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Transatlantic tomato taste tests 2014

Tomato 'Sweet-Aperitif' was top in the UK taste testA year or two back I did a pairing of posts here on the annual tomato taste tests at Morningsun Herb Farm in California and the tomato taste testing at Ball Colegrave in Oxfordshire. Now the results from this year’s tomato taste tests at these two locations are in – so what’s the news?

At Morningsun Herb Farm the top three varieties this year, out of eighty six tasted, were ‘Sungold’ at number 3, ‘Italian Sweet Beefsteak’ at number 2 and ‘Sun Sugar’ (below, click to enlarge) at number 1.

Rose Loveall at Morningsun reports that because of problems with water pumps, the tomato field was kept drier this year and, as a result, flavor was generally better but the skins were tougher. This led to fewer cherry tomatoes, with their high skin-to-flesh ratio, towards the top of the ratings. ‘Matt’s Wild Cherry’, which we’d enjoyed enormously this year when I bought it from our local farmers’ market, has especially small fruits and sank down the ratings compared with previous years. Tomato 'Sun Sugar' was top in the American taste test

Older British readers will remember Clay Jones, a much loved host of Gardeners’ World TV show thirty years ago, and the author of a book on tomatoes. He told me exactly the same thing: less water, better flavor – but, he pointed out, a lower yield.

You can see the full results for 2014, as well as for 2010 to 2013 plus the five year average on the Morningsun Herb Farm 2014 Taste Test Results page.

The results from Ball Colegrave are less comprehensive and they concentrate on cherry tomatoes. They list the top ten for 2014 and also for 2011, 2012, and 2013. The winner this year was ‘Sweet Aperitif’ (top, click to enlarge), with ‘Nectar’ second and ‘Sungold’ third. Last year’s winner was ‘Sungold’, ‘Sweet Aperitif’ won in 2012 but the 2011 winner, ‘Sweet Million’ slipped to number six this year. Find out more on the Ball Colegrave 2014 results page.

‘Sungold’ is the only variety to be highly rated in both tests this year and I’m not sure if the absence of other varieties in both top tens is down to different conditions and growing methods or tasters’ different preferences. But ‘Sungold’ is clearly adaptable and much appreciated – it’s also naturally resistant to two races of fusarium wilt as well as verticillium – a big plus.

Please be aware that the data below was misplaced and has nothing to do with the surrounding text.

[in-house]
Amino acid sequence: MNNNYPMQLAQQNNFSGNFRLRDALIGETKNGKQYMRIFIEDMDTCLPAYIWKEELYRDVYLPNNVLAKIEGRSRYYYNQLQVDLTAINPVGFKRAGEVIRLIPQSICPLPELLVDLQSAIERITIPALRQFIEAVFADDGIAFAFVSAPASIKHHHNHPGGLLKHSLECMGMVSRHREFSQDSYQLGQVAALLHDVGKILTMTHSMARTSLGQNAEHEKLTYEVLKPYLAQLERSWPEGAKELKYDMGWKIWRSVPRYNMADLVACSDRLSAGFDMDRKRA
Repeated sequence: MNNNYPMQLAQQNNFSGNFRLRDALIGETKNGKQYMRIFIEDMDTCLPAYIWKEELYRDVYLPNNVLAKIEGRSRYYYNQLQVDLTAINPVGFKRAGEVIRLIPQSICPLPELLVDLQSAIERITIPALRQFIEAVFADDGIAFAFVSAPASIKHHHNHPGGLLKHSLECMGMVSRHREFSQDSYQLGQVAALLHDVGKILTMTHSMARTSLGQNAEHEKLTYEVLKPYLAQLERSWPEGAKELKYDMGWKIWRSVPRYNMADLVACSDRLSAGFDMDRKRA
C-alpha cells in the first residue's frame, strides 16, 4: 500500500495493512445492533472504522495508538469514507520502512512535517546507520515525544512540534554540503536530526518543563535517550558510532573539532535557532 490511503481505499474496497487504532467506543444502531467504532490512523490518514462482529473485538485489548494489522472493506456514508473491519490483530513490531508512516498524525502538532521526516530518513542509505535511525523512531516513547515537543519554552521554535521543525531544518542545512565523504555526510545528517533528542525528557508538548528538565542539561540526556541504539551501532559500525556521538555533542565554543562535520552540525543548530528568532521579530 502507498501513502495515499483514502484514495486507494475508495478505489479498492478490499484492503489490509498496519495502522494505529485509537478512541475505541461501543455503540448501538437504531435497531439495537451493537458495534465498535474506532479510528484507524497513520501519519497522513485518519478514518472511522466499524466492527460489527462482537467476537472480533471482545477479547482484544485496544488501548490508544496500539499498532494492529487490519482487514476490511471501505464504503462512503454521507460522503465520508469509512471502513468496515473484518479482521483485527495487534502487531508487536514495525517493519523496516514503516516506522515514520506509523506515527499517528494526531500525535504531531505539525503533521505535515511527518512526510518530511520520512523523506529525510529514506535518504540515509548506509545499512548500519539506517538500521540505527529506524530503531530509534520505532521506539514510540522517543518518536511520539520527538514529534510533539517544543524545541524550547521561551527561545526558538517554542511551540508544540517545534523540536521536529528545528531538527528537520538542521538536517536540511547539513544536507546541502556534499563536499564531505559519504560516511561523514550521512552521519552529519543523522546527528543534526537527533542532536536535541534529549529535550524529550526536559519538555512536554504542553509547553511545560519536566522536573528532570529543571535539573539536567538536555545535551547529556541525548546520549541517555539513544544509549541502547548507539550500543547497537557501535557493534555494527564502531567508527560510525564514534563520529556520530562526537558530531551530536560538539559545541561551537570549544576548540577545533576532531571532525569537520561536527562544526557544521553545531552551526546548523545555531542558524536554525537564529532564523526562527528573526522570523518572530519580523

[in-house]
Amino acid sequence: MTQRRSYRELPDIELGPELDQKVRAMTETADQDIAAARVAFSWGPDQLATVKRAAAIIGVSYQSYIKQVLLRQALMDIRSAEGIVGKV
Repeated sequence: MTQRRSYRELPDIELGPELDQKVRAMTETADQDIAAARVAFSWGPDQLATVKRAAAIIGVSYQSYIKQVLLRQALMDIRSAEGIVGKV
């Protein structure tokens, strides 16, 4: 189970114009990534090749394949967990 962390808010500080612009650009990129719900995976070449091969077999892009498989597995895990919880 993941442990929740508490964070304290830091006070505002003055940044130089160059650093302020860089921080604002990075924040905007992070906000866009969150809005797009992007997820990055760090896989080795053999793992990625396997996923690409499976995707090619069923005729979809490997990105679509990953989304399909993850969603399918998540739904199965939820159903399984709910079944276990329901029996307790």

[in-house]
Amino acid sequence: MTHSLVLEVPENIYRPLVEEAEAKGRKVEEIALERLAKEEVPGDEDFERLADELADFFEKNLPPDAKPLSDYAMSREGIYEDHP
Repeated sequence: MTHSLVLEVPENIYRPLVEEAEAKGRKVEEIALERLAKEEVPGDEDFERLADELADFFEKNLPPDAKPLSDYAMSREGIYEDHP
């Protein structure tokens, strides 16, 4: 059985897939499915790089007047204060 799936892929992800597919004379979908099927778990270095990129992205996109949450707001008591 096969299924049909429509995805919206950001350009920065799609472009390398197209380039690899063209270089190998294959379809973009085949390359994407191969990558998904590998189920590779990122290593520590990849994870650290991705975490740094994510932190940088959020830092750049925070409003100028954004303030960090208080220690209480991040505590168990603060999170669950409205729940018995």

British gardeners might like to take another look at my piece from last year on American tomatoes for British gardeners. In reverse, well… There are so many varieties available in North America that American gardeners don't need to look to Britain. Sweet peas, on the other hand, is the exact opposite.

Comments

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Jean Varney

My dad always used to grow 'Moneymaker', although I don't remember it being up to much. But he said it was called 'Moneymaker' because it never failed to produce a crop.

Graham Rice

My dad used to grow 'Moneymaker' too. I always thought it was called 'Moneymaker' because the skins were so tough they were never damaged on the journey from the farm to the shop. They were certainly a little chewy, and didn't taste of much. But hardly anyone grows 'Moneymaker' any more although one or two UK seed companies still sell it.

Graham Rice

And here's a little something on 'Sungold'. Not sure if it's still the case, but it once held the record for the tallest tomato plant grown in Britain - 19.8m/65ft - and also the record for the most tomatoes harvested from one plant - 1000. The plant took fifteen months to grow so big.

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